Child abuse prevention leaders encouraging adults to report child abuse cases
BIRMINGHAM, Ala. (WBRC) - April is Child Abuse Awareness Month and unfortunately, thousands of children in our state are abused every year. It’s a topic leaders say can be difficult to talk about, but necessary.
Debra Schneider, the CHIPS Center Executive Director, says there were over 26,000 reported child abuse cases in the state in 2021. She says that’s the latest statistic and though she believes the number has increased over the past few years, that data isn’t released yet.
“Typically in Alabama, neglect was what we saw the most but now we’re seeing a rise in physical abuse,” said Schneider. “It’s our job as adults to protect our children.”
The goal of Children’s Hospital Intervention & Prevention Services (CHIPS Center) is to promote health and healing for those affected by suspected child abuse and neglect.
The Prescott House is a child advocacy center known for doing child forensic interviews. Their victim advocate Rachel Dawson says they’re talking to an increased number of child witnesses to abuse. She says they regularly speak with kids about a number of issues: 70% sexually abused children, 20% physically abused children, and 10% are child witnesses. Following the pandemic, Dawson noticed an increase in witnesses.
“The sexual abuse stayed the same at 70% and then we saw a 15% in physical abuse and then 15% in witnesses,” she explains.
Many abuse cases go unreported though because children are afraid to speak up, so Schneider says it’s important for adults to pay attention to the signs.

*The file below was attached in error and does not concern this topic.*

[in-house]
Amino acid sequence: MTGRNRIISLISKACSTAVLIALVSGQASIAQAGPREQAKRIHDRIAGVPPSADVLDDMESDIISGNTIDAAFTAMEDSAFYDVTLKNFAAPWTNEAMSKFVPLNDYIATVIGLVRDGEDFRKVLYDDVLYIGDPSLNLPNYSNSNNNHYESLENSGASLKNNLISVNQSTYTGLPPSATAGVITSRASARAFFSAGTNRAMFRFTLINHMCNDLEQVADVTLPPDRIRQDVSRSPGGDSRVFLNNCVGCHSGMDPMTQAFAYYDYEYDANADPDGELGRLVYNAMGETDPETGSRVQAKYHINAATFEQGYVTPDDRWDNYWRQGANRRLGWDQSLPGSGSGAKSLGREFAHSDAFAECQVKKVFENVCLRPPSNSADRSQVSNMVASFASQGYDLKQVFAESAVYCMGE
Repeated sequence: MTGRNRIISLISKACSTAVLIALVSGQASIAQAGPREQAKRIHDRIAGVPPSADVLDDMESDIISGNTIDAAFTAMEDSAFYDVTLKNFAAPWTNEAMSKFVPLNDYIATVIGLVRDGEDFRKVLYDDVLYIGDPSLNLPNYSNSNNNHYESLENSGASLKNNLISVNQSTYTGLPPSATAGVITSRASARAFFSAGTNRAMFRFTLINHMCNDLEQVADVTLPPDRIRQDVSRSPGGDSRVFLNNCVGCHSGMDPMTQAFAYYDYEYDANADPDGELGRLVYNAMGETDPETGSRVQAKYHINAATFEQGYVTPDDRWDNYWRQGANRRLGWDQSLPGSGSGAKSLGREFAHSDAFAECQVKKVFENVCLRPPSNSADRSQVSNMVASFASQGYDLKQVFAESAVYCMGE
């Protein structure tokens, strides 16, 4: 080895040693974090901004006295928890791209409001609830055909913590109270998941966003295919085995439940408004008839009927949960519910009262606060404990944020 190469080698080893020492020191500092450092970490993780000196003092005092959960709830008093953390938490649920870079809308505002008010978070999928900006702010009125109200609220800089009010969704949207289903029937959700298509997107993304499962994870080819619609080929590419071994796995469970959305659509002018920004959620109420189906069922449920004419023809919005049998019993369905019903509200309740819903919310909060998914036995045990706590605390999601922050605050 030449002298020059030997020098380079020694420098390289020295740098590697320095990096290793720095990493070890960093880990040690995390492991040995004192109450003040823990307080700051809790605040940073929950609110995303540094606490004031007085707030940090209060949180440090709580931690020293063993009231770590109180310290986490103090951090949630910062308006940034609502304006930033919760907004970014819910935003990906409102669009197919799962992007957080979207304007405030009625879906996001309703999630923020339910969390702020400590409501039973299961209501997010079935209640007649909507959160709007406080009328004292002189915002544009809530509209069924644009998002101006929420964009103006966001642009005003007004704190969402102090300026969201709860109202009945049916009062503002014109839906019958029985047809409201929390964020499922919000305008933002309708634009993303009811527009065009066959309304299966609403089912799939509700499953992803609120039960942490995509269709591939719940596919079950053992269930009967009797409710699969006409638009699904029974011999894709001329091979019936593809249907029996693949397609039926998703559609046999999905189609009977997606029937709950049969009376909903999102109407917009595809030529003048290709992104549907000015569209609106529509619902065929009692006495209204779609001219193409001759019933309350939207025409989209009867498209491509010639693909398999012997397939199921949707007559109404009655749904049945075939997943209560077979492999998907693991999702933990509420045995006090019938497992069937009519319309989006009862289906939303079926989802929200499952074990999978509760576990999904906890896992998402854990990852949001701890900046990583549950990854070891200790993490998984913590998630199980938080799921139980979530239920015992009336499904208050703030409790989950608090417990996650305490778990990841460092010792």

“People can look for changes in behavior,” she said. “So if you see a child that all of a sudden becomes withdrawn or fearful of a certain person or situation, that’s something you need to communicate with that child about. You might see a child that’s dressed inappropriately for the weather -- like it’s 95 degrees here in Alabama and their in long sleeves and long pants. That could be covering up physical abuse signs.”
“Ask questions if they feel like something isn’t right,” said Dawson. “A lot of kids are just waiting for that question of, ‘Is everything okay?’ to be able to tell their story... Within that, it’s opening up that dialogue of -- ‘I’m going to believe you if you tell me something.’”
Both women say if an adult suspects child abuse, they should report it whether or not there’s any evidence.
While most people think of teachers, doctors, and childcare workers as mandated reporters, Alabama law says any person who knows or has reasonable suspicion of child abuse if required to report it to DHR, law enforcement, or the District Attorney.
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